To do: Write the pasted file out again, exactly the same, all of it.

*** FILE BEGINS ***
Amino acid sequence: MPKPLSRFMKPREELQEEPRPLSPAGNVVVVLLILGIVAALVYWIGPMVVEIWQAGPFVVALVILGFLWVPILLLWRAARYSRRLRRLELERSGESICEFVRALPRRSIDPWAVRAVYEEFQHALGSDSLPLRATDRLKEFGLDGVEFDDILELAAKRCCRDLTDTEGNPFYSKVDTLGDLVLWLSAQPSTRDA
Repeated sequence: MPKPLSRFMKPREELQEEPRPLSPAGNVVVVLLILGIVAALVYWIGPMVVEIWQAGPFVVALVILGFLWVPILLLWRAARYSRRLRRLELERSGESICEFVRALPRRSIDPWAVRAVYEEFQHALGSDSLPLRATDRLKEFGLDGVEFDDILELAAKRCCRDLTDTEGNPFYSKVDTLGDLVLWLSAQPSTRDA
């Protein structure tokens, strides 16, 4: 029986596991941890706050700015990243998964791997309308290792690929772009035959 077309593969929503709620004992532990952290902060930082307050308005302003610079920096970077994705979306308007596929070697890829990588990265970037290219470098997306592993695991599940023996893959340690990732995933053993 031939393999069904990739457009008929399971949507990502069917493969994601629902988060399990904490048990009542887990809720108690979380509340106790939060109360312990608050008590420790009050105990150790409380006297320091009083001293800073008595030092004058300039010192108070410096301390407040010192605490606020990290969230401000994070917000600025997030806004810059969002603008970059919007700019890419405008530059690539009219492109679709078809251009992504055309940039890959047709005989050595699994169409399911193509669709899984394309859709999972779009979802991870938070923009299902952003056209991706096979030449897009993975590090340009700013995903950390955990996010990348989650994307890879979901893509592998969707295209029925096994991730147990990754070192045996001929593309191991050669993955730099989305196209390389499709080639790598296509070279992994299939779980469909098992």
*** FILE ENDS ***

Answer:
Amino acid sequence: MPKPLSRFMKPREELQEEPRPLSPAGNVVVVLLILGIVAALVYWIGPMVVEIWQAGPFVVALVILGFLWVPILLLWRAARYSRRLRRLELERSGESICEFVRALPRRSIDPWAVRAVYEEFQHALGSDSLPLRATDRLKEFGLDGVEFDDILELAAKRCCRDLTDTEGNPFYSKVDTLGDLVLWLSAQPSTRDA
Repeated sequence: MPKPLSRFMKPREELQEEPRPLSPAGNVVVVLLILGIVAALVYWIGPMVVEIWQAGPFVVALVILGFLWVPILLLWRAARYSRRLRRLELERSGESICEFVRALPRRSIDPWAVRAVYEEFQHALGSDSLPLRATDRLKEFGLDGVEFDDILELAAKRCCRDLTDTEGNPFYSKVDTLGDLVLWLSAQPSTRDA
């Protein structure tokens, strides 16, 4: 029986596991941890706050700015990243998964791997309308290792690929772009035959 077309593969929503709620004992532990952290902060930082307050308005302003610079920096970077994705979306308007596929070697890829990588990265970037290219470098997306592993695991599940023996893959340690990732995933053993 031939393999069904990739457009008929399971949507990502069917493969994601629902988060399990904490048990009542887990809720108690979380509340106790939060109360312990608050008590420790009050105990150790409380006297320091009083001293800073008595030092004058300039010192108070410096301390407040010192605490606020990290969230401000994070917000600025997030806004810059969002603008970059919007700019890419405008530059690539009219492109679709078809251009992504055309940039890959047709005989050595699994169409399911193509669709899984394309859709999972779009979802991870938070923009299902952003056209991706096979030449897009993975590090340009700013995903950390955990996010990348989650994307890879979901893509592998969707295209029925096994991730147990990754070192045996001929593309191991050669993955730099989305196209390389499709080639790598296509070279992994299939779980469909098992």